So we’ll be on the hunt for a new ballet class. One of the moms at ballet today told us about an Angelina Ballerina dance studio in Renton (as in, our Renton. As in, where our little blue house is), and the kids get to wear mouse ears and everything. I mean, how cute is that?! 

In any case, Maddie will get to keep dancing if that’s what she wants to do.



There is nothing cuter than teeny ballet shoes.

While I was nursing Simon before his nap, I found out that there will be a Frozen 2. Maddie is going to lose her mind over this! She’s all about Anna. I texted Zach about it, and looked briefly at our texting history from today. His texts are all about the new house and appraisals and important things. Mine are about Frozen. But you know, I think I add levity to his days. I think he probably really appreciates it.

This is Simon’s precious post-nursing, pre-nap face.







I sing “Goodnight, My Simon” to the tune of “Goodnight, My Someone” before every nap and at bedtime, and he sleeps for these wonderfully long hours, now. Maybe it’s a growth spurt, or maybe he’s just turning into a fabulous sleeper. I really hope for the latter.

Maddie is watching Ziploc commercials on YouTube just now (she really likes the Little Beasts ones) and Simon’s snoring away, so I’m going to make a cup of instant coffee (not a permanent substitute, let me assure you. Just a temporary one until the BUNN arrives next week) and catch up on reading some blogs.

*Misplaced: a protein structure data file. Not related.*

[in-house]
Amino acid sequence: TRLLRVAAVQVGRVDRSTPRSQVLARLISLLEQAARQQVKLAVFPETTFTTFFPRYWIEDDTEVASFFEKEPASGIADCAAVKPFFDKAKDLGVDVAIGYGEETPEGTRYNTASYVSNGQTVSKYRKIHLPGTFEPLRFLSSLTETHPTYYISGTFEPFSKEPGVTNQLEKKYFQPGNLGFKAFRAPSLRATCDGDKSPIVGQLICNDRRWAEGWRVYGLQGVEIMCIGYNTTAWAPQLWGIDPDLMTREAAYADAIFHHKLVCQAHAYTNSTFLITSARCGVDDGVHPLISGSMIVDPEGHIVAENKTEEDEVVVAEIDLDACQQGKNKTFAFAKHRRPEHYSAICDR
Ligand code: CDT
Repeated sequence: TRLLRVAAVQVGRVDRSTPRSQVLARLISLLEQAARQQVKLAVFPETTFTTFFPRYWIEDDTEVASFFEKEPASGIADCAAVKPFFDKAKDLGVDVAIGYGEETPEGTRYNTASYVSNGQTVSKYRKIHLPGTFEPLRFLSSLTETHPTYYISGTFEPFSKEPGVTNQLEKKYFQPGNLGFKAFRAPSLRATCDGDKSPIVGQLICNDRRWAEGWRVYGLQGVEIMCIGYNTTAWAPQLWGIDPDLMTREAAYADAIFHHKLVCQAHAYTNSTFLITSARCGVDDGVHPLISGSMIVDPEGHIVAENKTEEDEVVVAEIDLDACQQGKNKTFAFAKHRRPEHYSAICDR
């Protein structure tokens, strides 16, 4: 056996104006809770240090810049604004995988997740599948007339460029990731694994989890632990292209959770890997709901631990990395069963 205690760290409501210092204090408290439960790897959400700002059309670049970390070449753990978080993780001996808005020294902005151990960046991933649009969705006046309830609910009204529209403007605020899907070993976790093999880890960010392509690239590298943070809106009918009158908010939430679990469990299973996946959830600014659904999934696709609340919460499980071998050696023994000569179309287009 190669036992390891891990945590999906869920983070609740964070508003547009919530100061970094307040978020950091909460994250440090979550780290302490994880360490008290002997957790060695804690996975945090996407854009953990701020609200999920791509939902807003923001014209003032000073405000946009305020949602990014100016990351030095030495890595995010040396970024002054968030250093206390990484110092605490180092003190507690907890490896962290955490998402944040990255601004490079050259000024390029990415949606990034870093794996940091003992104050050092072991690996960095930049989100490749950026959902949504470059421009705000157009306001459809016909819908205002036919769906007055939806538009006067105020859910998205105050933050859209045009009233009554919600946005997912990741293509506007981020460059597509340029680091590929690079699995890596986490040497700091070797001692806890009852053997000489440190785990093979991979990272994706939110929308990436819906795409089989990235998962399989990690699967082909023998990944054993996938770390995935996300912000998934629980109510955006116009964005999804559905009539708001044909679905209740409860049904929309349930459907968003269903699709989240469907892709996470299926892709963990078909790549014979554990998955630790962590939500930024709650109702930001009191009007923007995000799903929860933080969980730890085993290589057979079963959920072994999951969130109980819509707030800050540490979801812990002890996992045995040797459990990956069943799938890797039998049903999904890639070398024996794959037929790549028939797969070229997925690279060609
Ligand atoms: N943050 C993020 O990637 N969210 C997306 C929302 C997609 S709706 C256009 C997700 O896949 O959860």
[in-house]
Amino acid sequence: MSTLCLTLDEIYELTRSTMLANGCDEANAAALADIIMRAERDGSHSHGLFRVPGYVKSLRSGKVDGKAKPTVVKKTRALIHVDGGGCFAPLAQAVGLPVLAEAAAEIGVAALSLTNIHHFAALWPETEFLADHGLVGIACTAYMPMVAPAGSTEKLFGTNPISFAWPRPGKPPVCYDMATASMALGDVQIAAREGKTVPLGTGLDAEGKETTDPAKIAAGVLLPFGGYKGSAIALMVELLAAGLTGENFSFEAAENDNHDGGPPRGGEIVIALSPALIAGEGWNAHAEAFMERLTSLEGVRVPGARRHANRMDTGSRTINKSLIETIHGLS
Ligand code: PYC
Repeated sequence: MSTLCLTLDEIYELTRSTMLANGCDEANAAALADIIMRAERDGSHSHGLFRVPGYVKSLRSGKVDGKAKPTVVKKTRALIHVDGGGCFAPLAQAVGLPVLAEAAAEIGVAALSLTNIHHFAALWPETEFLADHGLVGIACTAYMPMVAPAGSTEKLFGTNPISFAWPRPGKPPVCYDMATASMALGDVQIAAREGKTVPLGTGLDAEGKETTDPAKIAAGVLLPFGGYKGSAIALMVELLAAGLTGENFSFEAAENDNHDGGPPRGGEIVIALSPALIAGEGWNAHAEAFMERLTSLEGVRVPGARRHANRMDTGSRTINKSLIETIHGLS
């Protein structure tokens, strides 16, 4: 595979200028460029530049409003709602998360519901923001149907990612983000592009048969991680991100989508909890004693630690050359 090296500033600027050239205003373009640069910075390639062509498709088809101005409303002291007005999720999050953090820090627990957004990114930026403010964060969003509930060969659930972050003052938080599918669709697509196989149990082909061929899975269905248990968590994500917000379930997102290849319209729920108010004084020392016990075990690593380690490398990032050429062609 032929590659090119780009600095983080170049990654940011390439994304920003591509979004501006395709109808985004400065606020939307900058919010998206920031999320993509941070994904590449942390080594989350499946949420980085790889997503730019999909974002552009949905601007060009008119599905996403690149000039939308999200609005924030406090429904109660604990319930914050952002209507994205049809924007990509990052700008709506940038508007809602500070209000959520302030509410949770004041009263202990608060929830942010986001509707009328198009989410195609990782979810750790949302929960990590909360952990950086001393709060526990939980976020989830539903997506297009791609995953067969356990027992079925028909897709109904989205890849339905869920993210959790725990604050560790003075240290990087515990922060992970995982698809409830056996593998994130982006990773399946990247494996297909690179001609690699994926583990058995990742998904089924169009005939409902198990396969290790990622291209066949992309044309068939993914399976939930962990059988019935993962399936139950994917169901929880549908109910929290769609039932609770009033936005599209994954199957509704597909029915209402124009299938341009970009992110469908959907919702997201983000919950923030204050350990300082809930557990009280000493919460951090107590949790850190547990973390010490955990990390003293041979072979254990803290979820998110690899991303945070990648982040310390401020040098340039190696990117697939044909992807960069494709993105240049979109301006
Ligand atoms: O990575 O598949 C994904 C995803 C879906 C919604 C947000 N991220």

Have I mentioned that my mom is coming on Tuesday? My mom is coming on Tuesday! 

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Not all bad, not all good.

I have this awful habit where I call a day bad if a few bad things happened, and I call it good if ONLY good things have happened. I’ve got to knock that off.

So, with that in mind, we had a good experience at Music Together this morning. Both kids had a lot of fun. Ms. G. busted out the parachute, and that is always a major hit with Maddie and Simon.

We had a good experience at the library, where Maddie insisted on checking out several books about winter and snow. I thought about fighting it. I thought about telling her how much I was looking forward to checking out books about spring, but then I thought: “Renee, you are an adult. Let her get the winter books, and if you want to read Lily’s Victory Garden or Miss Rumphius, just do it, for Pete’s sake.”

Let’s talk about how much I love Miss Rumphius one of these days.









We had a bad experience at the train park. I wore Simon in the Ergo carrier and Maddie and I held hands and walked there from the apartment, so I didn’t have to deal with the stroller. I asked her to use the bathroom before we left. I told her we’d have to come home if there was an accident. Ten minutes after Becky and her kids arrived, there was an accident. A wretchedly stinky accident. So we went home, because a.) I’m trying to be consistent and b.) things were very stinky. Maddie screamed her head off the entire walk home. It was a bummer. (Heh heh. Bummer. Because there was also poop.) 

Potty training is quite a thing. Maddie is 100% potty trained… IF she is completely nude from the waist down. But put a pair of pants on her and it’s Poop City.

And you know what? No one enjoys Poop City. No one.

Well, maybe dung beetles do.

Now I’m hiding from my children for a few and scarfing a good (nay, delicious) Nature Valley blueberry oatmeal square. Ramona (the younger and fluffier of our two cats) also believes this to be a good moment.



So, it hasn’t been all bad. Or all good. Stinkier than hoped for, I will say.